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December 4, 2009

Peabody students form Be Orchestra to "be involved"; will perform in a jail

A new ensemble called the Be Orchestra -- as in "be involved" and "be a part," artistic director Osvaldo Mendoza says -- has been formed by Peabody students and will debut Dec. 12 inside the Baltimore City Correctional Center.

Performing for "people who do not normally go to a concert hall" (or, in this case, can't) is part of the mission for this orchestra of 30-40 players, all of them volunteering their time and talent. Mendoza, a grad student in composition at Peabody, says the orchestra is focused "on the future, on hope."

Plans call for monthly concerts during the spring semester. June Choi, a grad student in flute, is the organization's executive director.

Although the inaugural concert will be heard only by those behind bars, the public is invited to a repeat at noon Dec. 13 at St. Ignatius Church; admission is free.

The new orchestra's music director, Simeone Tartaglione, a recent recipient of a Peabody Graduate Performance Diploma in conducting, will share the podium with grad student Gemma New. The program includes Beethoven's "Egmont" Overture and Tchaikovsky's Violin Concerto (with Peter Kwan, a Peabody undergrad, as soloist). 

Posted by Tim Smith at 1:18 PM | | Comments (1)


This is just WONDERFUL! God bless them for doing this. Music has the power to change brain chemistry. It can change hearts and behavior. It can save souls. This is a very special, dear thing.

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About Tim Smith
Born and raised in Washington, D.C., I couldn't help but develop a keen interest in politics, but music, theater and visual art also proved great attractions. Music became my main focus after high school. I thought about being a cocktail pianist, but I hated taking requests, so I studied music history instead, earning a B.A. in that field from Eisenhower College (Seneca Falls, N.Y.) and an M.A. from Occidental College (Los Angeles). I then landed in journalism. After freelancing for the Washington Post and others, I was classical music critic for the Sun-Sentinel in South Florida, where I also contributed to NPR. I've written for the New York Times, BBC Music Magazine and other publications, and I'm a longtime contributor to Opera News. My book, The NPR Curious Listener's Guide to Classical Music (Perigee, 2002), can be found on the most discerning remainder racks.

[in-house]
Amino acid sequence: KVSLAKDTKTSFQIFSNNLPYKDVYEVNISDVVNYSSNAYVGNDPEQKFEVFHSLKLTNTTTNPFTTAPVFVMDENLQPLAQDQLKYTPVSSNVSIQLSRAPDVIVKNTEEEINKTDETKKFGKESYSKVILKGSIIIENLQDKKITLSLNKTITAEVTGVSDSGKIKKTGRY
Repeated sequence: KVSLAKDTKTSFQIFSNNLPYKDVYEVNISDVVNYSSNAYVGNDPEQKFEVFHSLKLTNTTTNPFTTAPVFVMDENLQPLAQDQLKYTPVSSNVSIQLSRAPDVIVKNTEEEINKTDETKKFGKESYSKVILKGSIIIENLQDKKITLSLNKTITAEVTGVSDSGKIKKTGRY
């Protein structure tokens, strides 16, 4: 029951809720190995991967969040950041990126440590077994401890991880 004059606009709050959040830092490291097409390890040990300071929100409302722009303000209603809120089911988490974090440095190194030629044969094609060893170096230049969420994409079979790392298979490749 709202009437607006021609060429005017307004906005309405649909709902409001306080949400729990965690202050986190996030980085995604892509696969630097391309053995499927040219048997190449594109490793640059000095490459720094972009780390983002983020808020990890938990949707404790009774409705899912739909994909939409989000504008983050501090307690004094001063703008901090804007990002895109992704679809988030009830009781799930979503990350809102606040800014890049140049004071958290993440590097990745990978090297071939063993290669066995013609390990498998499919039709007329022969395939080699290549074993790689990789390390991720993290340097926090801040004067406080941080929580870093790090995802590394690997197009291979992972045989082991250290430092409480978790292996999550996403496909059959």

I joined the Baltimore Sun as classical music critic in 2000 and, in 2009, also became theater critic, giving me the opportunity to annoy a whole new audience. In 2010, my original Clef Notes blog expanded to encompass a theatrical component -- how could I resist calling it Drama Queens? I hope you'll find both sides of this blog coin worth exploring and reacting to; your own comments are always welcome and valued (well, most of them, at least).

Think of this as your open-all-hours, cyber green room, where there's always a performer or performance to discuss, some news to digest, or maybe just a little good gossip to share.
Note: Tim Smith now writes about the fine arts at This blog will be kept in place as an archive for an indefinite period. Please visit the new location to get the latest Mid-Atlantic arts coverage.
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